Will Micro-Trends Ruin The Fashion Industry?

Words by Dominic Bramley-Carr

In the fast-paced social media-orientated society that we live in, the way in which we consume fashion has become fickler and more prone to change than ever before. This is perhaps unsurprising, given that much of our fashion inspiration comes from apps like TikTok and Instagram. These platforms are simply designed around the sharing of large amounts of short, easily digestible content, so that trends are bound to spring up and fall off the map quickly. Micro-trends largely stem from these platforms and tend to last between a couple of months to a year at most. Many of these trends will be easily recognisable to most of us, whether that’s because of the amount of time spent scrolling, or perhaps the high street brands that have adopted them. Some of the biggest 2021 micro-trends you might have seen include cottage-core, coconut girl, dark academia and avant basic, whether that be with Primark’s swirly skirts or the popularity of crochet tops in summer.

The prevalence of micro-trends is predominately tied in with influencer culture on apps like TikTok and Instagram due to the idolisation of the influencers who promote these trends. Popular creators post in a certain piece or style and blow up, and with that, so does the trend. The increased normality of documenting outfits on social media encourages people to follow these micro-trends because of the pressure to have new looks to share often. This does mean however, that you end up frequently buying different pieces to keep up, which is expensive as well as unsustainable.

It is however hard to know which trends will actually stick around and which will burn out. Generally, it’s important to consider versatility. Could that top be worn with more than the one pair of flares you have in mind? Would it work for more than that one themed club night? Often, the trends that die quickly are the ones centred around bold, colourful, patterns that people get sick of or don’t want to be seen wearing multiple times. This isn’t to say you should avoid bold patterns by any means, but, before purchasing, make sure it’s something you can see yourself wearing often and try not to buy too many pieces with the same pattern. You also need to consider the materials that items are being made in, as to whether they’ll actually last you. A number of micro-trends begin with more sustainable high-end brands like the House of Sunny Hockney dress and Paloma Wool’s popular knitwear, but they also come with much higher price points. These trends then filter down to brands like Shein and Primark which provide the same aesthetic for less money, but at a cost of worse quality whilst being produced under unsustainable practices.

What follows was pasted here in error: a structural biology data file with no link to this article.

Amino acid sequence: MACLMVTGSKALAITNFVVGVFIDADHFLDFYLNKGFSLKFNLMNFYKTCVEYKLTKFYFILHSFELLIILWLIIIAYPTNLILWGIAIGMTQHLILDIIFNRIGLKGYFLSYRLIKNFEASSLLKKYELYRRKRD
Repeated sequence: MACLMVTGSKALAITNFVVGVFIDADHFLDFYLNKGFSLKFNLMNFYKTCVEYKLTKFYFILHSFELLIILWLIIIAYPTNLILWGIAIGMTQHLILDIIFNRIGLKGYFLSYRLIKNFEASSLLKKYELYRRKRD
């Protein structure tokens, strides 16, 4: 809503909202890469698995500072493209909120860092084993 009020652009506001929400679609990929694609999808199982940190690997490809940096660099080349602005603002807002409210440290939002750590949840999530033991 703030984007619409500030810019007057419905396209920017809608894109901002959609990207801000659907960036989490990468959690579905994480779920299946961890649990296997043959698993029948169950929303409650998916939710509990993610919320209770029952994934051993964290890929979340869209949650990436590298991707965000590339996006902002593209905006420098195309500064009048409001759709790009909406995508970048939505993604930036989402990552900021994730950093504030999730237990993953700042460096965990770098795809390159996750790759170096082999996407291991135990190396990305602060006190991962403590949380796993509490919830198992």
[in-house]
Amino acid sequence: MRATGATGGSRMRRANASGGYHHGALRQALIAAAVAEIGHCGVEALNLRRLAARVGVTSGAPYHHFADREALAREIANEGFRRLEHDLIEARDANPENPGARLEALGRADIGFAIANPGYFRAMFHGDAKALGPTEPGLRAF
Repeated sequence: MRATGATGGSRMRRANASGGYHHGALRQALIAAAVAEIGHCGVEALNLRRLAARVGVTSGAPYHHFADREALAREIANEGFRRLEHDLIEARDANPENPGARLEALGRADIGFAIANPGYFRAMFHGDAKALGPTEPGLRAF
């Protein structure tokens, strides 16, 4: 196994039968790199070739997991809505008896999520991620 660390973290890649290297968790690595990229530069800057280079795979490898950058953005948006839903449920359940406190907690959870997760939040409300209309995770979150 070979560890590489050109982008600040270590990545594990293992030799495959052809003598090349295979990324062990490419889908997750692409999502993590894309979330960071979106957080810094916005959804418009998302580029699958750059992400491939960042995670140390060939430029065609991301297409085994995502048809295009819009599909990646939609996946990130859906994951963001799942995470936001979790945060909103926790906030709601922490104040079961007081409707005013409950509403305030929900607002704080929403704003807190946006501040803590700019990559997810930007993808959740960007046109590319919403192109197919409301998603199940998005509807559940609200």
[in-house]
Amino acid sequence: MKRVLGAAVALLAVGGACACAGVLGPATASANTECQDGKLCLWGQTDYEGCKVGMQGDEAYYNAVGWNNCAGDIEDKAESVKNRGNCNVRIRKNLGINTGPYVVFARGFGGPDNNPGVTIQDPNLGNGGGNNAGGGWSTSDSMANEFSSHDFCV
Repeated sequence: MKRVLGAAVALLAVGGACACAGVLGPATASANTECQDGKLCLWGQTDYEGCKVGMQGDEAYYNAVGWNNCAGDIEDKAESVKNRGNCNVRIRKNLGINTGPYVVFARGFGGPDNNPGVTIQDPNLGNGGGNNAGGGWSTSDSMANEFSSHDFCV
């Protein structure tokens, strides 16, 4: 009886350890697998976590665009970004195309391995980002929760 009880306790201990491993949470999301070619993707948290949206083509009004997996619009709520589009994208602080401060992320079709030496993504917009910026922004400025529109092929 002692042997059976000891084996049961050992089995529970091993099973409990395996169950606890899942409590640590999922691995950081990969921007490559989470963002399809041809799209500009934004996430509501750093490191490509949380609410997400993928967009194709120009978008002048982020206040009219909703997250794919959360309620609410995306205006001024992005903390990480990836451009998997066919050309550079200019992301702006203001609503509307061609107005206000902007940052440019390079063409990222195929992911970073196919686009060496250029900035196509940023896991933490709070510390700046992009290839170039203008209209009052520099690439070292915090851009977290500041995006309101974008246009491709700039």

There is, however, a developing focus on quality over quantity in some consumers, as shown in the popularity of capsule wardrobes. Capsule wardrobes work on the premise of a limited number of pieces, typically 50 or fewer, that consist of good quality versatile clothes that can be put together for any occasion and last a long time. This has often been said to be a way to combat fast fashion. Whilst it is a very viable and sensible approach to shopping, with brands like Boohoo releasing 500+ products every week at low prices, it isn’t something that most people will consider. Alongside the environment that social media has created around fashion, fast fashion brands inevitably have a major pull to young people. But will this increased focus on micro-trends ruin the fashion industry? If we’re talking about designer fashion brands, they, and their customers, are typically less susceptible to rapid changes and fads and so will most likely remain reasonably unchanged. However, if we’re looking at typical consumer fashion, it seems likely that many brands will continue to adapt to produce more items rapidly in an effort to stay on top of trends. There will also most likely be a split in terms of different brands levels of commitment to sustainability and, as such, the different customers they attract. Whether or not these changes will ruin the fashion industry I believe, is dependent on its consumers.